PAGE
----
Matt Reeves' War for the Planet of the Apes is attracting optimistic early reviews, and Apes fans are going bananas waiting for it to arrive July 14.
To bridge the gulf between the events of the new sequel and 2014's Dawn of the Planet of the Apes, Boom! Studios is releasing a four-issue prequel mini-series to fill in the gaps. This prelude title is written by Tarzan on the Planet of the Apes' David F. Walker, with art by Jonas Scharf (Sons of Anarchy).
It's must-read material for any enthusiasts of Walker's solid work or impatient aficionados of the Hollywood sci-fi films dating back to the 1968 Franklin Schaffner-directed original starring Charlton Heston. Issue #1 of Boom!'s big backstory buildup to the epic Apes vs. Humans battle leaps into comic shops on July 12.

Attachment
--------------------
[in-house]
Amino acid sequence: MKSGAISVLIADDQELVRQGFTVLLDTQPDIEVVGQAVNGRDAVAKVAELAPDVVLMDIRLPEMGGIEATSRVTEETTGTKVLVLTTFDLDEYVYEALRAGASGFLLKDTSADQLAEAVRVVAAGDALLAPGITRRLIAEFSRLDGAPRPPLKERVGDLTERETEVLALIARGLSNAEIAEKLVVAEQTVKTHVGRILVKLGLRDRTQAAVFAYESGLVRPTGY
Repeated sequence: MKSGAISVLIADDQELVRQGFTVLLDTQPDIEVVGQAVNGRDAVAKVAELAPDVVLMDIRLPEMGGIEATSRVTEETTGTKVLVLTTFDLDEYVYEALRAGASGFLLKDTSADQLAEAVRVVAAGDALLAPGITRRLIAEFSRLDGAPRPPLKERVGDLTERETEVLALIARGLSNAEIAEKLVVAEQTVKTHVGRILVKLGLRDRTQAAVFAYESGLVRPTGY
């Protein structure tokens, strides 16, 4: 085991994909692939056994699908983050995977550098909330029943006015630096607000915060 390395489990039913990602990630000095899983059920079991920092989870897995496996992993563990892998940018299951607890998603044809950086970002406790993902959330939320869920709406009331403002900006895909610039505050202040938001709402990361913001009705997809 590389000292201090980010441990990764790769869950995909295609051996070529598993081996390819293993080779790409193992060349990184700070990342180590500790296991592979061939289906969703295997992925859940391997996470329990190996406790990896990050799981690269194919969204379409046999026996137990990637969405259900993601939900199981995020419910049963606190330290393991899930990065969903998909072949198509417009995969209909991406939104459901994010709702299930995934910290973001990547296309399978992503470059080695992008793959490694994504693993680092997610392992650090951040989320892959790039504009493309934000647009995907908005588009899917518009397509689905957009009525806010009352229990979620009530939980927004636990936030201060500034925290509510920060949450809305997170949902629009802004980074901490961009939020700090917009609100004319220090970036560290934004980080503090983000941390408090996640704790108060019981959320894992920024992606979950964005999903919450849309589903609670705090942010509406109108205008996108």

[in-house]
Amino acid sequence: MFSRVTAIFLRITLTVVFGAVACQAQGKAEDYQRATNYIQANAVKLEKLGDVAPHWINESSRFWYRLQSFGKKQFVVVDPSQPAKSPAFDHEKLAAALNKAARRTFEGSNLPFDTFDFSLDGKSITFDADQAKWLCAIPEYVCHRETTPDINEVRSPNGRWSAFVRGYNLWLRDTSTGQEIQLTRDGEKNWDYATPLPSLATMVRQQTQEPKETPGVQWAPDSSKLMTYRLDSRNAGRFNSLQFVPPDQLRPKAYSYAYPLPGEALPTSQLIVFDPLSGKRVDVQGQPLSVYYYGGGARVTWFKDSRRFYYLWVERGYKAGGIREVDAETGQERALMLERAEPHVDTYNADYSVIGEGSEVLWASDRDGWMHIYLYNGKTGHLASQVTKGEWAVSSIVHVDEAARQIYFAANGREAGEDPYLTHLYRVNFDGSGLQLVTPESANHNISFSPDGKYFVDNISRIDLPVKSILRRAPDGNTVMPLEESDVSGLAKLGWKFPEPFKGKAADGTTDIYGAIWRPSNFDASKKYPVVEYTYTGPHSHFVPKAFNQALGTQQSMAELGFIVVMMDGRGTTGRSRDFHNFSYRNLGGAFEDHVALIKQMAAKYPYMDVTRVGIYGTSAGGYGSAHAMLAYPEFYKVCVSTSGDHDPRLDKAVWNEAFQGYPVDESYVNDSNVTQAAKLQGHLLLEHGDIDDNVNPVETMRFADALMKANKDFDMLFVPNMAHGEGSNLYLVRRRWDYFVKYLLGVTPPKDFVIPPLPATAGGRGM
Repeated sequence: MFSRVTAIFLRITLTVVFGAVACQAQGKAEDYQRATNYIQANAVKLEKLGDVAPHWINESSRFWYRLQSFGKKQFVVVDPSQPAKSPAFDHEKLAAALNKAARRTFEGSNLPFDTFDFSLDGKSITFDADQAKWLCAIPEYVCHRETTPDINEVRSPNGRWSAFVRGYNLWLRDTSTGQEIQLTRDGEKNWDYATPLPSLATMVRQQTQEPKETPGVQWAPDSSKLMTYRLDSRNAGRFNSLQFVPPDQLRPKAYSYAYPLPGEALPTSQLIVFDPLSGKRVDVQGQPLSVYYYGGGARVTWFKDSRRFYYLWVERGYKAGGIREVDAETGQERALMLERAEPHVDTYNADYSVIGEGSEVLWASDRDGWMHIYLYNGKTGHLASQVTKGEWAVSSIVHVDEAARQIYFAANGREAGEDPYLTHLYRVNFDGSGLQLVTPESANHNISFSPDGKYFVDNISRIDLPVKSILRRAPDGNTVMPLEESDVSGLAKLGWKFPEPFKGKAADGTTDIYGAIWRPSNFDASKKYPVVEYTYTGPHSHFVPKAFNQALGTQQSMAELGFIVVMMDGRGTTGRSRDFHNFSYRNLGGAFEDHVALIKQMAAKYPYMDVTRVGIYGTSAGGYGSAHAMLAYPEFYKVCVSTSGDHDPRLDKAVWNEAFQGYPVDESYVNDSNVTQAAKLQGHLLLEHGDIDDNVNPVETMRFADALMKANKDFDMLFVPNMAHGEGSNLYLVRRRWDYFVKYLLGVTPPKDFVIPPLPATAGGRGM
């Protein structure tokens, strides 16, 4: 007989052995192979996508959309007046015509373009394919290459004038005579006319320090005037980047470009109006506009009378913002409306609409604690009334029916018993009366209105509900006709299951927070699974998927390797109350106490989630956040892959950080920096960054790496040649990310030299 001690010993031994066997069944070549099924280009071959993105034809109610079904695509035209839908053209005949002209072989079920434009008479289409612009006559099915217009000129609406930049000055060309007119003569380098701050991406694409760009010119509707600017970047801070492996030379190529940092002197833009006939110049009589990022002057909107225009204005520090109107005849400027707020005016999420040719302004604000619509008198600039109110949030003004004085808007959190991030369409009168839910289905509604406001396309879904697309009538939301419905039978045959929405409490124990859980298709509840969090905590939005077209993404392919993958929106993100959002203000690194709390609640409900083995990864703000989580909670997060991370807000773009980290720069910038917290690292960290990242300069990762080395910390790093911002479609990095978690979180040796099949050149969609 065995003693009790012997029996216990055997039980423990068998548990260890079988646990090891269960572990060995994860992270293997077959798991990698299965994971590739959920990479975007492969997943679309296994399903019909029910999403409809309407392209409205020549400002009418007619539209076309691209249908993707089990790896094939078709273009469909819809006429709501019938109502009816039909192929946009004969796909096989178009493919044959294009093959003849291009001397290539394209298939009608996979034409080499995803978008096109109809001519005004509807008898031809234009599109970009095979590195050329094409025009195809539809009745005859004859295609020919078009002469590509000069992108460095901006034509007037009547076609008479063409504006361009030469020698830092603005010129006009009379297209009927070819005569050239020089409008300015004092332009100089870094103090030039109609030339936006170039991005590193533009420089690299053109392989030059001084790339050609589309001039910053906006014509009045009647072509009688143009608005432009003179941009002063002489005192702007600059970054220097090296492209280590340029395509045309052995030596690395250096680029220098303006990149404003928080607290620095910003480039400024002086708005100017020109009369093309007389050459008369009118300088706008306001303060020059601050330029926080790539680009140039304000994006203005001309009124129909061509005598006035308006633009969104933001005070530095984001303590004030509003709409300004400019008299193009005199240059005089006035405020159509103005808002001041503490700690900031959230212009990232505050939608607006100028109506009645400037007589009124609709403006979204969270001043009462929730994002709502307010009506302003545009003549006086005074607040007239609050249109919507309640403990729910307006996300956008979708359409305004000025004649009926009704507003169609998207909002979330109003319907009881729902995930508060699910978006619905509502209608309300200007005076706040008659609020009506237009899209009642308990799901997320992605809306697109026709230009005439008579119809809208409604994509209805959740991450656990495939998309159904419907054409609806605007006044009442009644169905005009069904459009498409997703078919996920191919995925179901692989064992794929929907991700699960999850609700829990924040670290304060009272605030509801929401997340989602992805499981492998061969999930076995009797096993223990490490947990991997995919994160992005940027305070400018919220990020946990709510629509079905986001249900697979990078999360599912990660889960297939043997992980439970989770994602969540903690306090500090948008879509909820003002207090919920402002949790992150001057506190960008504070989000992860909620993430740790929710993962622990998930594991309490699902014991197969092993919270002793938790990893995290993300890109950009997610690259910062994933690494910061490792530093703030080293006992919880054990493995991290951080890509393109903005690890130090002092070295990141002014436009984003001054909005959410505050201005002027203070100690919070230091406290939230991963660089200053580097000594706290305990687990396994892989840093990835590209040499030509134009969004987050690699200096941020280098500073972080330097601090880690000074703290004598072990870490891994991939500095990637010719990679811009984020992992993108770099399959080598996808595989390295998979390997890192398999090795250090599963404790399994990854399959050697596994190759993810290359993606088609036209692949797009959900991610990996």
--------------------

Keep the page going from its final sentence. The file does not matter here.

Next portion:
Here's the solicitation synopsis:
This limited series is an original story set between 20th Century Fox's films, 2014's Dawn of the Planet of the Apes and the upcoming War for the Planet of the Apes. The events in this issue take place before the tie-in novel, War for the Planet of the Apes: Revelations. As Caesar and his apes recoup and recover after the Kubo-led attack on the human compound in San Francisco, the military begins moving in.
Check out our exclusive interview with Walker and a five-page preview of Scharf's gorgeous art, complemented by Jason Wordie's sharp coloring, and then let us know if this is a summer treat you can't resist.
How did this new Apes prequel project with BOOM! come about?
DAVID F. WALKER: I was co-writing Tarzan on the Planet of the Apes with Tim Seeley when I met editors Dafna Pleban and Alex Galer from BOOM! I casually mentioned my love of the Planet of the Apes franchise, which led to one of those super nerd bonding moments. From there, we started talking about POTA ideas, and one thing led to another.